Northwest Arkansas Times from Fayetteville, Arkansas on August 7, 1974 · Page 4
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Northwest Arkansas Times from Fayetteville, Arkansas · Page 4

Fayetteville, Arkansas
Issue Date:
Wednesday, August 7, 1974
Page 4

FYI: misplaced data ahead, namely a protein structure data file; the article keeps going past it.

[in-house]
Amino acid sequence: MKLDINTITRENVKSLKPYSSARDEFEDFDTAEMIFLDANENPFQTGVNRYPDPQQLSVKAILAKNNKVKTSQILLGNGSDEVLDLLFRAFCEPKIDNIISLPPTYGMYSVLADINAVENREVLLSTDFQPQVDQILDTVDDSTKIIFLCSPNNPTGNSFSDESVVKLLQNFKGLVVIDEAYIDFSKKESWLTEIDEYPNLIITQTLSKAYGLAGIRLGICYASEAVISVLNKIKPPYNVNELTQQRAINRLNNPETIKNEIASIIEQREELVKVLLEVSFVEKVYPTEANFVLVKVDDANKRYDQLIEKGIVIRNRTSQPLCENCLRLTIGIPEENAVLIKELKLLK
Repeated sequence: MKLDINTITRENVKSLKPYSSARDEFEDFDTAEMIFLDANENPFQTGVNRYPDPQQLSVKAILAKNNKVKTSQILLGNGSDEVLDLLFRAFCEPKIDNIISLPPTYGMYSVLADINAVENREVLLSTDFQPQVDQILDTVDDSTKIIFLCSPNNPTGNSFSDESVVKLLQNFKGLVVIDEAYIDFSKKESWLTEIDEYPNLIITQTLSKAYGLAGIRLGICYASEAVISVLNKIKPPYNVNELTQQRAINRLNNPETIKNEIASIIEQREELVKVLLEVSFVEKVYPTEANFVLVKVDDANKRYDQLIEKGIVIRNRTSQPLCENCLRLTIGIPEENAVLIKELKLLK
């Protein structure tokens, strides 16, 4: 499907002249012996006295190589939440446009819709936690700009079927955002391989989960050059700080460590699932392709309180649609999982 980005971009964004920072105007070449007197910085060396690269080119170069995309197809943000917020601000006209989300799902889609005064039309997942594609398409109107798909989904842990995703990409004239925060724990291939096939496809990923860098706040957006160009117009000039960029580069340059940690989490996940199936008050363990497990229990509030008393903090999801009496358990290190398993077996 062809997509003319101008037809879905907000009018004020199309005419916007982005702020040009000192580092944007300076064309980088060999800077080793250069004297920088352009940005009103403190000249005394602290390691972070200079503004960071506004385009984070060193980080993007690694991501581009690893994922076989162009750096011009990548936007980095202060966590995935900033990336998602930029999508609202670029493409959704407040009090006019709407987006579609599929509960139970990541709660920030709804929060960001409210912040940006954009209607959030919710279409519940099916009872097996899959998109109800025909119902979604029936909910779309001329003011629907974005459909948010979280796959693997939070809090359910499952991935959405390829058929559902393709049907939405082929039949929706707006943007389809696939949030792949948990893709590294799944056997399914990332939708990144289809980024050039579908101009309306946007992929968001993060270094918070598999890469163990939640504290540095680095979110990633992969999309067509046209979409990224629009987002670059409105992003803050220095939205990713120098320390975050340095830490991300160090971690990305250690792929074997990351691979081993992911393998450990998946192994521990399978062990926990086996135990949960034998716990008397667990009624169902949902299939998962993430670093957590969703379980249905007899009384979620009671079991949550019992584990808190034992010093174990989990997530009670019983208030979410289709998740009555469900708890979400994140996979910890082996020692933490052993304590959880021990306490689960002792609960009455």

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{Rmeg Editorial-Opinion Page The Public Merest Is The First Concern Of This Newspaper 4 · WEDNESDAY, AUGUST 7, 1974 President Keeps Books On His Jewelry That North-South Freeway Where a new north-south highway through this part of the state ought to go depends a lot on who you talk to. There are some who would just as soon let Oklahoma have the honor. Just the same, a lot of studying of the subject has been done, and a lot of pressure applied from grassroots all the way to Washington. And now, it looks like something is about to happen. The Arkansas Highway Commission, at its monthly meeting last week issued an order for a study to determine the state's needs for additional interstate freeways. According to the announcement, one study will involve a north-south route that would link west central Missouri (Kansas City) with south central Louisiana (Baton Rouge). That route might include the Fayetteville area. Or, it might swing east through the Harrison area. A second study will involve a route from the Kansas City area toward Georgia that would involve Jonesboro and northeast Arkansas. Most such study data has already been collected by the Highway Department, The main task will he to coalesce the data and report it to the federal Department of Transportation within the next 90 days. If that report passes muster, a new route could then be in the congressional hopper next January. According to the AHD, criteria upon which the new study is to be based include service to the areas in question; travel; cost; and overall effects on the areas. An environmental impact statement, presumably, would occur only after tentative selection of a proposed route. The possibilities in the north-south route are several -- five, in all -- besides Art Buckwald the much discussed one through this area. We remain somewhat uncertain as to just where such a facility is being recommended from regional transportation leaders. One oft mentioned idea is to overlap a north- south route on the present Fayetteville bypass. It is plain enough, however, to our way of thinking that no "interstate" is going to overlay an existing segment of highway. Under the 1973 Highway Act, Congress authorized 10 additional interstate-type routes for the national system. Arkansas fig-, ures prominently in this formulation, with two potential new routes earmarked for additional study. This area's chances of acquiring approval for the new route would strike us at least as good as for one that would extend from Harrison through Little Rock and on to El Dorado and central Louisiana. The burgeoning growth areas of Fort Smith and Fayetteyille-Springdale-Rogevs are, in more serious need for a nearby transport outlet than Little Rock, with its maze of interconnecting freeways already something of. a snarl. From the standpoint of north-south "interstate" linkage, there is a major gap, east- west, from the Mississippi River all the way to Oklahoma City. On balance, the best compromise among competing needs, it seems to us, would be through western Arkansas. And THAT euold be the way it eventually works out. Such a decision, in addition, would relieve pressure for additional state highways from here to Van Buren, through the Boston Mountains. Of course, the potential for that might have its influence in another direction, too. Pressure, in any event, on this decision will be heavy, all the way to your local congressman's office. A Do-Nothing Executive By AET BUCHWAtB ·WASHINGTON -- The thrust of President Nixon's new economic policy is to do nothing. The Administration's economic advisers have decided that, except r blaming the Americfa-- for blaming t h e American people for inflation, it would be much wiser just to sit out the e c o n o m i c storms swirling around the nation and see what happens. The director of the Economic Office of Doing Nothing is Mr. Chauncey Armageddon and, since he doesn't have much to do, he very kindly agreed to Billy Graham's Answer I'm puzzled over the matter of transcendentalism. In our little town, I see postesr everywhere advocating transcendental meditation. B.J. The prevalence of cults based ' on eastern religions is a contemporary phenomenon. People want an answer to spiritual questions. They seek peace of mind and purpose in living. When this is not found in the Word of God -- the Bible the seeking mind turns to human philosophy. It is said that once when Abraham Lincoln was on the Ohio River, he asked, "What is this transcendentalism that we hear so much about?" The answer came, "You see those swallows digging holes in yonder bank? Well, lake awav the bank from around those holes, and what is left is transcendentalism." I am not faulting the practice of contemplation or romantic idealistic meditation. 1 am saying that in the quest for spiritual truth, we've got to latch on to something of substance. It is not enough to talk as the transcendenlalists do of "being," "unity" and "goodness 1 'if our sins are still unfor- given and heaven unsecured. If an inquiry into nature leads one to the God and Christ behind the observable world (as it did. in Psalms 8), then it is worthwhile. A friend of mine contends that after you come into a knowledge of the truth, you can sin as you please. That is. God will forgive you over and over. Something doesn't add up there. Can you enlighten me? C.H. First of all, I'm assuming that when you say a "knowledge of the truth" you mean, the truth of the Gospel of Christ. Let me proceed on that basis. Paiil faced this issue centuries ago. He asks in Romans 6, "Shall we keep on sinning so that God can keep on showing us more and more kindness and forgiveness?" His answer was abruptly plain. "Of course not! Should we keep on sinning when we don't For sin's power over us was broken when we became Christian." The key consideration here is that man is not an irresponsible ruler of his own nature. God has delegated the sovereignty that he has. When through faith in Christ, man acquires supernatural power, naturally, God expects then a new measure of self control and victory over evil. The counsel of the Bible is "Present yourselves." That is, move to forsaking the evil from which you have been forgiven. They'll Do It Every Time Business gfsKOM£T£K: WHO'S £AT/Hf megs? TO.THEM THIS IS SATIN' g(Jf WERE-seme A KTttZ CLASS Of executives, AMP THOUGHT tO 3%. TH£ SIS. SHOTS £AT1!J6 Wt, THIH65 ARE TtXJSH AU, OV6R- see me in the Executive Office Building of the White House. When I walked into his office he was making paper airplanes from economic reports and sailing them across the room. "Mr. Armageddon, you must have one of the toughest jobs in the Administration." "I should hope so," he said. "It isn't easy to do nothing about an economic crisis ul this proportion. But, fortunately. I've got the full backing of the President. I also have managed to put together an excellent staff of economists who believe in a laissez-faire philosophy." "What do you DO?" I asked. "I beg your pardon?" "HOW DO YOU do nothing about the economy?" "Oh," Armageddon chuckled, "I get you. Well, we do a lot of things. Our main function is to prevent other people in the government from doing anything. For example, when a report comes out that the cost of living has gone tip, we immediately contact the departments of Commerce and Agriculture and tell them to do nothing about it. If we see unemployment rising, we call in the Labor people and explain to them why it would be better to ignore it." "Ho wdo yon feel about high interest rates?" "We feel very strongly about them. That's why we're ^not doing anything about them." "What's your position on two- digit inflation?" "The President is very concerned about two-digit inflation, and he has instructed us to make it one of the highest priorities. He told rne personally that if we do nothing about anything it has to be inflation." "I imagine your office also c o n c e r n s itself with t a x reform." "We certainly do. If you have tax reform you'll be setting economic forces to work t h a t no one will be able to control. The Administration's position is (hat if we don't do anything about tax reform we will have made a major accomplishment toward the fight for a stable economy." "Mr. Armageddon, is there any point that you could foresee where the President might have to do something about the economic state of the country?" "I CAN'T SEE anything on the horizon. If we produce more and .buy less, then the marketplace will take care of itself. The key to a strong economy is the public's confidence in its leaders. "Since President Nixon has the confidence of the country, and they know he has neilhcr the time nor the intention of doing anything, the American people wil 1 solve Ihcir own problems, which is the way it should be. Nobody wants a President to tell him what to do when it comes to such personal matters as inflation, high prices and unemployment." "Your phone is ringing," I said to Armageddon. "I know, but I'm not going to answerit ," he replied. "Why not?" "It might be somebody who wants me to do something about an economic problem, and i f . I don't take the call I won't have to do anything about (C) 1374, Los Angeles Times By JACK ANDEKSON WASHINGTON -- President Ni.xon deals heavily in jewelry, which used to be catalogued for him by the distinguished Washington jewelers, Shaw and Dussinger. But a report in our column that the jewelers kept "thick books" listing all of the First F a m i l y ' s valuable genis brought Pat Nixon's cousin [lying to Washington to haul off the records to a s a f e r . hiding place. Sources close to the First Family say that the President "does a lot of wheeling and dealing in jewelry." His close crony,' Bebe Reboxo, was involved in the purchase of at least one $5,G50 earring set for the First Lady. The Senate W a t e r g a t e Committee h a s charged that Rcbozo paid for the earrings, ill part, with S100 bills. · We published the first news of the Nixon jewelry collection on February 15. Pholographs of the individual pieces were kept in "thick books," we wrote, "presumably so. they can be circulated to police if the gems are lost or stolen." On the same day our column appeared, Edward 0. Sullivan telephoned the jewelers from New York City and spoke to a partner, John Shaw. Sullivan said he was authorized by t h e Nixon family to pick up t h e hooks at once. In a matter of hours, he strode into the store, demanded the records and walked out with The Washington Merry-Go-Round them. "He came right down and picked up the books," recalled William Dussingor. Neither partner "lias seen or heard from him since." We have now identified Sullivan as Pat Nixon's cousin. He is also a New York insurance broker who reportedly insures all of the Nixon jewels. Except for confirming he is the First Lady's cousin and an insurance agent. Sullivan refused to comment on our findings. Richard Nixon has l i k e d to adorn his womenfolk with jewelry, say our sources, ever since be presented Pat with an engagement ring in a May Day basket on May 1, 1940. The First Lady has a taste . for small delicate jewelry. Both daughters, Tricia Cox and Julie Eisenhower,- also have expensive collections. Tricia's collection, according to our sources, is the largest. Even the President's faithful secretary, Rose Mary Woods, has several nice gems listed in the Nixon books. · TIMM'S TRIP: We made a mistake in our recent report on Civil Aeronautics Board Chairman Robert Timm's all-expenses-paid golfing vacation in Bermuda. We made the mistake of accepting Timm's word that his host, United Aircraft, wasn't regulated by the Civil Aeronautics Board. We have now learned that the CAB regulates ,the San Francisco-Oakland Helicopter Airlines, which is partly owned by United Aircraft. Timm had to know about this, since he personally approved the sale of slock in the helicopter line to United Aircraft last summer. For that matter, a formal petition from United Aircraft is now pending before the CAB. The firm has asked Timm and his fellow commissioners not to include United Aircraft- in a CAB investigation into the relationship between airlines and investors. Timm has admitted to us that his Bermuda travel arrangements were made by United Aircraft's chief lobbyist, former Nixon aide Clark MacGregor, who also invited four airline executives along. United A i r- craft sells engines and accessories to these airlines. Thus Tirnm wound up spending a cozy weekend with the airline bigwigs, who have multimillion-dollar decisions awaiting CAB action. Two of tbe airlines, Pan American and Trans World Airlines, are also seeking millions in subsidies from Congress. Rep. John Jarman, D-Okla., whose House subcommittee is 'Remember, You Heard If Here First' State Of Affairs Bad News For Wallace By CLAYTON FRITCHEY WASHINGTON -- In all the gloomy post-mortems over the Supreme Court decision against interdistrict school busirfg to achieve racial balance, it seems to have gone unnoticed that there is an incidental but significant silver lining for the black community and liberals in general. There is .some question whether the decision on balance is a genuine setback to equality of education for black sludenls. Black leaders differ on that. There is no doubt,, however, that the court's action is a serious setback for the politician who has tried to ride tbe busing issue into the White House -- namely. Gov. George Wallace of Alabama. By defusing the busing controversy, the high court has stripped Wallace of what has been his one and only effective national issue. No doubt he will try to keep it alive, for he is a resourceful a'gitator, but with public fears put to rest by the court it is going to be difficult for Wallace to whip up emotions in 1976 as successfully as he . did in 1972. In Wflke of the court's ruling, the House has just passed an anti-busing bill that is much weaker than the one it first approved. It was a decisive victory for the moderates. Also, the d r i v e for a constitutional amendment against busing now appears to be locing momentum. MOREOVER, political lea- where Wallace exploited anti- busing passions so effectively in the 1972 presidential primaries are already reporting a relaxing of tensions since the high court put the issue on the back burner. National leaders of t h e Democratic Party have not yet fully recovered from the shock of watching Wallace two years ago win big in both the South and North by simply making the most tor worst) of anti- busing feelings. He carried states as far apart as Florida and Michigan. Had he entered enough primaries, had he not been shot, he would have been a formidable contender at the national convention. As it was, he already had 377 delegates when he was gunned down in May, 1972. In the light of'this, Wallace can hardly be faulted for thinking he would do even better in 1976. To appreciate the significance of the Supreme Court's decision ,it is only necessary to envisage what the situation would be if. in the hotly debated Detroit school case, the court had ruled the other way and upheld virtually unlimited city- suburban interdistrict busing for the nation's large metropolitan centers. Wallace's next campaign would have been made, for the whole issue would have been revived on an even more inflamed basis, with new drives for restrictive legislation, accompanied no doubt by renewed violence. But without (Ills issue, what can Wallace do? His backers say he is no longer a racist but a "populist," although Wallace himself can't seem to define that term. By making husiirg a code word for racism, he has in recent years been able to forgo his old way of campaigning openly for while supremacy and "segregation forever." IF BUSING NOW loses much o'. its political in agio Wallact PC Hi might he tempted to go back to his old .style, but even the Deep South times are changing. A new generation is taking over, with such moderates as Gov. Reubin Askew of Florida, Gov. Jimmy Carter of Georgia and Gov. Dale Bumpers of Arkansas leading the way. Bumpers' recently won the Democratic nomination for the U.S. Senate. None of the new leaders of the region has relied on race for his success. After all, school desegregation is virtually an accomplished fact in the South -- more than in the North -and hence there is little incentive these days to center political campaigns on it, especially now that extreme: busing has been outlawed. Wallace keeps warniifg that the Democratic Party had better broaden its base (whatever that means), but all the signs suggest that Wallace had better broaden his own base if he hopes to be a serious contender in 1976. Besides busing, the only thing he talks about is taxes. However, it is hard to tell whether he favors higher or lower'taxes, or whether he wants to soak the rich or the poor. In Alabama itself there have been no spectacular tax reforms. For Hie last year, prominent Democrats, including candidates for the presidential nomination, have.been making nil- grimages to Alabama to court its governor. It's a good bet the traffic will become lighter now that the easing of the busing issua has largely deprived Wallace o fhis chief weapon. (C) 1974, Los Angclei Times considering these subsidies, was . also a guest on the Bermuda - JU \Vilh their wives, they golfed, swam and fished in a paradisi; cal setting. All the bills wer«. picked up by United Aircraft. . As we reported In our earlier column, former Federal Conv : ... municalions Chairman John. Doerfer was forced lo resign for vacationing aboard ths yacht of broadcaster Georgs Storer. . · :; Timm now tells us his appro? val of United Aircraft's purchase of stock in the helicopter company was "a singular action," which he considers to be "vastly different from regulation." If United Aircraft is still involved in the other cas« when it comes before the CAB, he promises, "I will review my position and act accordingly." He refused to say flatly that he would not pass judgment oh : his Bermuda host. ' : / W A S H I N G T O N WHIRL: America's most disaffected and;.-, disadvantagcd veterans, the .men who fought in Vietnam, ··· are receiving orders to report ; . back to duty just as they are beginning lo adjust to civilian ' life. With the. end of the draft,', the A r m y reserves are no long-. ^. er attracting large numbers. ; The Army has been compelled. .;. therefore, lo tap Vietnam,-; veterans to conduct training , sessions...The National Retail . Merchants Association has fired -off a memo to all its members v urging Ihem to "act promptly" f. with letters to their senators · against the Consumer Prolec-.f, lion Agency. But not all retail?: merchants agree with the asso--. elation. As Montgomery Ward's/-; president Edward Donnell put :; ; it- "For business lo always- oppose whatever consumer,*-;, propose, strains the credibility-of our public statements that.' ; : for us the consumer always r' comes first." : Movies' Master Of Suspense WASHINGTON (ERR) Veteran film director Alfred Hitchcock will be 75 years old on Aug. IS ALFRED HITCHCOCK would, : never win a beauty contest, but*; his profile is as famous as John^ Barrymore's was in another^-day. Famous also is the Hitch-'S cock filmmaking style: a highly^ personal blend of suspense, wit, 1 ."and melodrama. Still going;:-; strong in a career that spalls-.? more than 50 years, "the portly,-master of ' the involunlary_'Y screen" is held in high esteem^-' by filmgoers and film critics_Jt. alike. ~-»"i Hitchcock's formative years'" gave little indication of what was to come, Born in England, he took courses at tbe University of London leading to a career in electrical engineering. He also studied art, navigation, and economics. In the end, Hitchcock abandoned technology for art. He took a job in the advertising office of a London department store and then, in 1920, signed on with the Famous Players- Lasky Co. (now Paramount Pictures) as a title writer and artist. Moving on to Gainsborough Pictures, he became * full-fledged director in 1925 with "The Pleasure Garden," a film shot in Germany. FLASHES OF THE distinc-" live Hitchcock style are evident .even in his early silent pictures. He did not truly hit his stride,-. _however, until the mict-1930s. In -' this period, he directed such ' classics of suspense as "The'-' Lady . Vanishes," "The 39" Steps" and "The Man Who Knew Too Much." Hollywood : soon beckoned, arid in 1939.'Hitchcock set up permanent ; residence in this country. ' "· · "Rebecca,". Hitchcock's first : -%' American film, was named be'str' picture of 1940 by the Academy"tl of Motion Picture Arts and"/ -Sciences. Other hits' foIlowed,'C including Hitchcock's personal;" favorite, "Shadow of a Doubt." '. A string of four successive flops in the late 1940s gave rise to ' . speculation that the master had lost his touch. But he rebounded . in 1951 with "Strangers on 'a.-^ Train," which, some crificslT regard as his best film of all. r': Hitchcock's quirks and ebcen--" tricities have long since eplered the realm of folklore. His insistence on making a cameo appearance in each of his films. His predilection for blonde leading ladies (Joan Fontaine^Ingrid Bergman, Grace Kelly;-; 1 ; Kim Novak, et al). His oftenC" voiced opinion that actors are ' "cattle." With few exceptions- » however, the actors who have -' appeared in Hitchcock's films'- express nothing but the warm"--"est affection for him. "'£ NOW THAT Hitchcock is uni.C" versally recognized as o n e of" the great directors of all timeTM-- his work is subjected to minute"'"'scrutiny by film critics. Most^' w o u I d agree with this obse"r~° vation by Charles Thomas*: Samuels: "What Hitchcock has." supremely understood is th'alCT- the line between perception and^*i feeling can be manipulated by'.· the director, can he suspended- : or broken, quickened ! 6r retarded so that the spectator - ' feels only what the filmmaker intends. Moreover, he has-:., understood that no otheiC' medium can stimulate action with most of life's reality but none of its limitations." Hitchcock himself no doubt would concur. He never tires of .discussing his bottomless bag of tricks with film scholars. Asked on one occasion what he" wanted to do to movie audiences, he replied: "Give them pleasure. Same pleasure they have when they wake up from a nightmare,"